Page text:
Exercise plays an important role in female hormone balance in that it helps regulate the two big hormonal players – cortisol and insulin. These two hormones need to be balanced due to their effect on ovarian function. Two of my favorite forms of exercise are interval training and walking.
Interval training drives down excess insulin levels and burns fat, thus decreasing inflammation, which is a major hormone disruptor. High-intensity exercise, lasting approximately 30 seconds, is followed by a rest period of the same amount or longer. This short duration of intense exercise doesn’t lead to adrenal burnout, which is true of other forms of exercise, such as extreme cardio or long-distance running. Healthy adrenal function plays an important role in female hormone balance. Stationary bikes and weight lifting are both great ways to implement interval training into your day.
Walking, while it won’t burn fat like interval training, is great for decreasing cortisol levels due to unhealthy blood-sugar levels and stress. This, along with a consistent interval-training program, is effective in keeping cortisol levels in a healthy range.
Stretching is another favorite of mine as it decreases stress, and strengthens the mind-body connection. Flexibility is a major marker in aging so spending a few minutes everyday stretching is worth doing. Breathing and meditation can both be incorporated into a stretching routine. Decreased stress levels lead to better hormonal health!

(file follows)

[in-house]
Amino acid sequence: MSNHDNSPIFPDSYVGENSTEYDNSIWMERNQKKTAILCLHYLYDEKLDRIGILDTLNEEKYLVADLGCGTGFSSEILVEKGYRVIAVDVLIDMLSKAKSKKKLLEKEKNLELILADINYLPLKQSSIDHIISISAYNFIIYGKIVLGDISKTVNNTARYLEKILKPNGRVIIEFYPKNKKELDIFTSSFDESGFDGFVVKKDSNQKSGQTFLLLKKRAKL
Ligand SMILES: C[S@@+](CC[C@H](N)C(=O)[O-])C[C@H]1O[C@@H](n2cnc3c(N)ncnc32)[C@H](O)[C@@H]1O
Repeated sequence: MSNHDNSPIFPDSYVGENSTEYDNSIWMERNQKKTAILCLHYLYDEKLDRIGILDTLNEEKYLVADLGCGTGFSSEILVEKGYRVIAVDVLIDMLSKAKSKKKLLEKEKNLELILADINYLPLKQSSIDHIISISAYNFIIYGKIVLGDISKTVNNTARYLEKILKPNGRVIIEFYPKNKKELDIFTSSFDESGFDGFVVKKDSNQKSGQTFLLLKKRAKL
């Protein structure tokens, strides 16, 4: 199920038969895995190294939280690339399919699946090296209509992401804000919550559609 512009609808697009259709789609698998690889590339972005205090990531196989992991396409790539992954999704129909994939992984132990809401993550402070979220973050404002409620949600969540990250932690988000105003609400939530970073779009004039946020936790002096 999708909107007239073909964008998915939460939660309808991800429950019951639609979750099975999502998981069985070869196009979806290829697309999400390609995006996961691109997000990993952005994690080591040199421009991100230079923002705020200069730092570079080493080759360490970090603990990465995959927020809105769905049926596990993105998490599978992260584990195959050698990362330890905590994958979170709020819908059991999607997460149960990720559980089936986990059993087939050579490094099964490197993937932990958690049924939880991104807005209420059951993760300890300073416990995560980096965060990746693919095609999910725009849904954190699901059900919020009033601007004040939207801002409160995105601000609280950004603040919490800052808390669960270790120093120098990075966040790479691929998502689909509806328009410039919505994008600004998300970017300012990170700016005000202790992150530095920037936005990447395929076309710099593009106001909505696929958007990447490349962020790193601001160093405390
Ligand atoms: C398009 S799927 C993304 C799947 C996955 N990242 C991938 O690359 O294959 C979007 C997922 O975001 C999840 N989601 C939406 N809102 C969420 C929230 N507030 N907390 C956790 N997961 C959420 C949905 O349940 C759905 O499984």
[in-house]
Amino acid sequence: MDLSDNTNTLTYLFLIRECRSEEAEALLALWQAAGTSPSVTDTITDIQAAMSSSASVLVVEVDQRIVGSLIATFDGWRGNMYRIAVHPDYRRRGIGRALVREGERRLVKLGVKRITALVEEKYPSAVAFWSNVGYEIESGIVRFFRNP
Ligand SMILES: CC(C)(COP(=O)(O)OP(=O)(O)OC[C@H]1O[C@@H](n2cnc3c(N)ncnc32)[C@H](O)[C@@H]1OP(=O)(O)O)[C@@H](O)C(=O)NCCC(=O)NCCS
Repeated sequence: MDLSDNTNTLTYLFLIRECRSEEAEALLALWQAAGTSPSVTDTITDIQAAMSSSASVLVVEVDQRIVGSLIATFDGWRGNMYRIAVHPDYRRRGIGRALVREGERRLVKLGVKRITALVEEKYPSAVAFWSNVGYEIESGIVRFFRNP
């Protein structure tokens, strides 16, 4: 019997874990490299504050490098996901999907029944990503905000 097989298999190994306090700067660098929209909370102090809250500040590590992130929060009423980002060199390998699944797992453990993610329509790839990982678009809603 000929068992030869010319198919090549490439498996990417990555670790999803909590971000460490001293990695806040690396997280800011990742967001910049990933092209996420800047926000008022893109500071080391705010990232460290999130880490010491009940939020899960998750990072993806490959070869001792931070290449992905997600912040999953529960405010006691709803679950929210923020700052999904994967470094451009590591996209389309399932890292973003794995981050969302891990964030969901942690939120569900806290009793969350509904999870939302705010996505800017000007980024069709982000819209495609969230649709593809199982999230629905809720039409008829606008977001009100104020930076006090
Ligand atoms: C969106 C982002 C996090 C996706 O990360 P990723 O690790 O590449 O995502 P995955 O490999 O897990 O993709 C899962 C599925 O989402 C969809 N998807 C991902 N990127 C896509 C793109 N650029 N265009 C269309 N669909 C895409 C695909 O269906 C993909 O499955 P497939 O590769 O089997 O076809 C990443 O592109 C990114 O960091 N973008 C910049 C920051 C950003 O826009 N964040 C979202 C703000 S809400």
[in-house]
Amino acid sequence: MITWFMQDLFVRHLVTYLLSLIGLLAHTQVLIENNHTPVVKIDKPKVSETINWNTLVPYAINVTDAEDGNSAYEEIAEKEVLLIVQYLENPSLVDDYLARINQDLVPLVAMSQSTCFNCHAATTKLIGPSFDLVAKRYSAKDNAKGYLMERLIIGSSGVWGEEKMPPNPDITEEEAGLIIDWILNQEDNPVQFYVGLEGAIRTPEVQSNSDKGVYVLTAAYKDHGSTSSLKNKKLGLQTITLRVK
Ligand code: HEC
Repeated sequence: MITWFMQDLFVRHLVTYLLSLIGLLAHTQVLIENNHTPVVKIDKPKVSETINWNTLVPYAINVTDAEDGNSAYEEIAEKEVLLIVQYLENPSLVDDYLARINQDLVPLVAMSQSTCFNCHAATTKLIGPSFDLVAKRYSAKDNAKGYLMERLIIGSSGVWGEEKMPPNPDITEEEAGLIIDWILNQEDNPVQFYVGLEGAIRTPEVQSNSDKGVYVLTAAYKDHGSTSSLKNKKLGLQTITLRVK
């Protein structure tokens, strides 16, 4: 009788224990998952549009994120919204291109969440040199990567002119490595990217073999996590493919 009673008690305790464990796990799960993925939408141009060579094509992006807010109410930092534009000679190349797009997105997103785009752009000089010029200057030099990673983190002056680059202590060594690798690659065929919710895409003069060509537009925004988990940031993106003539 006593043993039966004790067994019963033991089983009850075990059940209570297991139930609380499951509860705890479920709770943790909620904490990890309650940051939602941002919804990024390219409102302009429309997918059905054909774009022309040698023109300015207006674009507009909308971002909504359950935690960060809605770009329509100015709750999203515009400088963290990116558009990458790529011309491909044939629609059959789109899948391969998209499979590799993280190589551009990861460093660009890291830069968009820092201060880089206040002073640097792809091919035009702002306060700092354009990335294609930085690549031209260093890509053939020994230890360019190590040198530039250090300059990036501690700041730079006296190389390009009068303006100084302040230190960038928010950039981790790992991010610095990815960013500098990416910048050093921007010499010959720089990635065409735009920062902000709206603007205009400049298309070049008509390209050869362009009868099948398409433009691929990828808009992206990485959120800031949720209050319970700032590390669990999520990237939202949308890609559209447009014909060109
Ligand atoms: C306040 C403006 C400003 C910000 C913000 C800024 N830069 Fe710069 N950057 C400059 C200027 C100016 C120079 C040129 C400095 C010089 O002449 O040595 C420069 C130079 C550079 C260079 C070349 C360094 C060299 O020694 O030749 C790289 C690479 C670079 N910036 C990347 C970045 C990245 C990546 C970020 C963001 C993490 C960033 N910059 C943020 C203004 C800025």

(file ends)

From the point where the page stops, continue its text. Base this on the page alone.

Diet and exercise strategies that foster a balanced endocrine system are really pretty easy to engage in on a daily basis if one is committed to their health. Consistency, not perfection, is the key and one in which we are all capable of doing if we realize the beneficial effects of our efforts.
The endocrine system is the one system in the body that is most closely tied to emotions, mood and motivation so keeping it running smoothly is certainly worth the effort. We all want to feel more relaxed, motivated and empowered, and peaceful and happy.
We can’t feel this way if our hormones are running wild. This can actually be a vicious cycle in that our hormone balance affects our moods, and our not-so-happy moods affect our hormones. It’s a cycle we want to manage, rather than having it manage us.
Besides all this your liver will function better without having to process all the anger, sadness and frustration that’s thrown at it due to the lack of homeostasis that so many people deal with today in our stress-filled environments.
Let me know what you think in this comments:)
(1) NCBI: High-intensity interval training for health benefits and care of cardiac diseases – The key to an efficient exercise protocol
(2) NCBI: High-Intensity Intermittent Exercise and Fat Loss
(3) PubMed: Diet or Exercise Interventions vs Combined Behavioral Weight Management Programs: A Systematic Review and Meta-Analysis of Direct Comparisons
(4) NCBI: Stress and hormones
(5) NCBI: Central effects of stress hormones in health and disease: understanding the protective and damaging effects of stress and stress mediators
Disclaimer: This article is strictly for informational purposes only and is not intended to be medical advice.